May 10 (Bloomberg) -- The Standard & Poor’s GSCI gauge of 24 commodities declined 0.1 percent to 647.35 at 5:39 p.m. Singapore time. The UBS Bloomberg CMCI index of 26 raw materials dropped 0.06 percent to 1,521.709.
Oil fell for a seventh day in New York, its longest run of declines since December 2009, as hopes for a solution to Europe’s debt crisis receded, U.S. supplies rose and Chinese imports fell.
WTI for June delivery fell as much as 52 cents to $96.29 a barrel in electronic trading on the New York Mercantile Exchange and was at $96.34 at 9:24 a.m. London time. The contract yesterday slid 20 cents to $96.81, the lowest close since Feb. 2. Prices have fallen 2.5 percent this year.
Natural gas futures gained in New York on speculation that a U.S. government report today will show inventories increased at a lower-than-average rate.
The premium of gasoil, or diesel, to Asian marker Dubai crude fell $1.30 to $15.92 a barrel at 11 a.m. Singapore time, according to data from PVM Oil Associates Ltd., a broker. This crack spread, a measure of processing profit, narrowed the most since Nov. 10. Gasoil swaps for June dropped 23 cents, or 0.2 percent, to $125.25 a barrel, PVM data showed. That’s the lowest since Jan. 3.
Fuel oil swaps for June climbed $2.50, or 0.4 percent, to $682.75 a metric ton, according to PVM. Prices snapped a seven-day run of losses. High-sulfur fuel oil declined 69 cents to $4.29 a barrel below Dubai crude, PVM said. That’s the widest discount in a week, signaling growing losses for refiners turning oil into residual products.
Gold rebounded from the lowest level in four months as the metal’s slide, driven by Europe’s debt crisis and a stronger dollar, spurred buying from investors.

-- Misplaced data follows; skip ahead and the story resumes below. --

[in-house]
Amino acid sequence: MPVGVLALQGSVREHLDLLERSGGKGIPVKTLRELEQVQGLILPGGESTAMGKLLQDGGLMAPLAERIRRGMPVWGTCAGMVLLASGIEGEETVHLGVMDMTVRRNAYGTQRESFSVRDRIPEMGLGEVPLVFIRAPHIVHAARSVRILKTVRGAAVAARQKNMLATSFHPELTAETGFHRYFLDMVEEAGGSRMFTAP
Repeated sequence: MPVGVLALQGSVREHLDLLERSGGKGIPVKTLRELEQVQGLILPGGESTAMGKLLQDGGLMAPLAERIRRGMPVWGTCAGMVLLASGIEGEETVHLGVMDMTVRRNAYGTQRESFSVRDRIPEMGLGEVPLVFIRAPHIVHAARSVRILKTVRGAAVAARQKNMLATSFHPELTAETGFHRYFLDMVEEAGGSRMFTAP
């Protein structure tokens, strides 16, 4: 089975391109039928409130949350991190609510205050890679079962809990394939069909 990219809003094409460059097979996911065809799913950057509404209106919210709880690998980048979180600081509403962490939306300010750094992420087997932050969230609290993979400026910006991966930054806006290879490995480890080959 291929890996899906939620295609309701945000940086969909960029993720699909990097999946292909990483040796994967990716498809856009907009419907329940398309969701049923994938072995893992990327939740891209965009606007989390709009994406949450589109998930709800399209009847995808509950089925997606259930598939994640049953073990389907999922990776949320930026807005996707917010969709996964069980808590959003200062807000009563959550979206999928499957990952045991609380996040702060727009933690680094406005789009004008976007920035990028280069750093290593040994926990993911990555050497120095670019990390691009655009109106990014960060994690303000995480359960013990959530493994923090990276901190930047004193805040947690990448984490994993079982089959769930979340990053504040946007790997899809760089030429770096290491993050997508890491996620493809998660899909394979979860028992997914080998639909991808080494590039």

Price declines are attracting physical buyers from India and China, according to UBS AG. Goldman Sachs Group Inc. kept its forecast for higher gold prices in six months, citing weaker U.S. growth, renewed European sovereign-debt risks and resilient physical buying. Bullion slumped 3.2 percent in the first three days of this week as Greek politicians struggled to form a government following weekend elections, boosting speculation that the country may quit the euro zone.
Gold for immediate delivery rose 0.1 percent to $1,591.38 an ounce by 9:38 a.m. in London. June-delivery bullion declined 0.2 percent to $1,591.30 on the Comex in New York.
Copper advanced for the first time in six days after data showed shipments of the metal into China dropped last month, boosting speculation that a surplus in the largest user will shrink.
Three-month copper gained as much as 0.9 percent to $8,129.75 a metric ton on the London Metal Exchange and traded at $8,074.75 at 4:23 p.m. in Shanghai. The contract fell to $7,949.75 yesterday, a three-week low, as Europe’s escalating debt crisis increased concern that commodity demand may falter.
GRAINS, SOFT COMMODITIES
Corn advanced for the second time this week on speculation that yesterday’s plunge, the biggest in a week, may spur importer demand. Wheat climbed.
Corn for July delivery gained as much as 0.7 percent to $6.1175 a bushel on the Chicago Board of Trade and was at $6.1125 at 2:26 p.m. Singapore time. July-delivery wheat rose as much as 1.3 percent to $6.075 a bushel and last traded at $6.07.
Soybeans for July delivery rose 0.8 percent to $14.4175 a bushel, snapping three days of declines. Futures rose 19 percent this year on concern drought may curb output in South America.
Rubber may decline for a fourth day, overturning early gains, after China reported trade figures that missed economists’ estimates, raising concern that demand from the world’s largest consumer may weaken.
The October-delivery contract was unchanged at 292.3 yen a kilogram ($3,670 a ton) on the Tokyo Commodity Exchange at 12:59 p.m. after earlier rising 1.1 percent. The price ended at 292.3 yen yesterday, the lowest settlement for the most-active contract since Jan. 17 as political turmoil in Greece deepened concern Europe’s debt crisis may reduce demand for commodities.
Palm oil advanced for the first time in three days as stockpiles in Malaysia, the second-largest producer after Indonesia, dropped more than expected in April to the lowest in a year.
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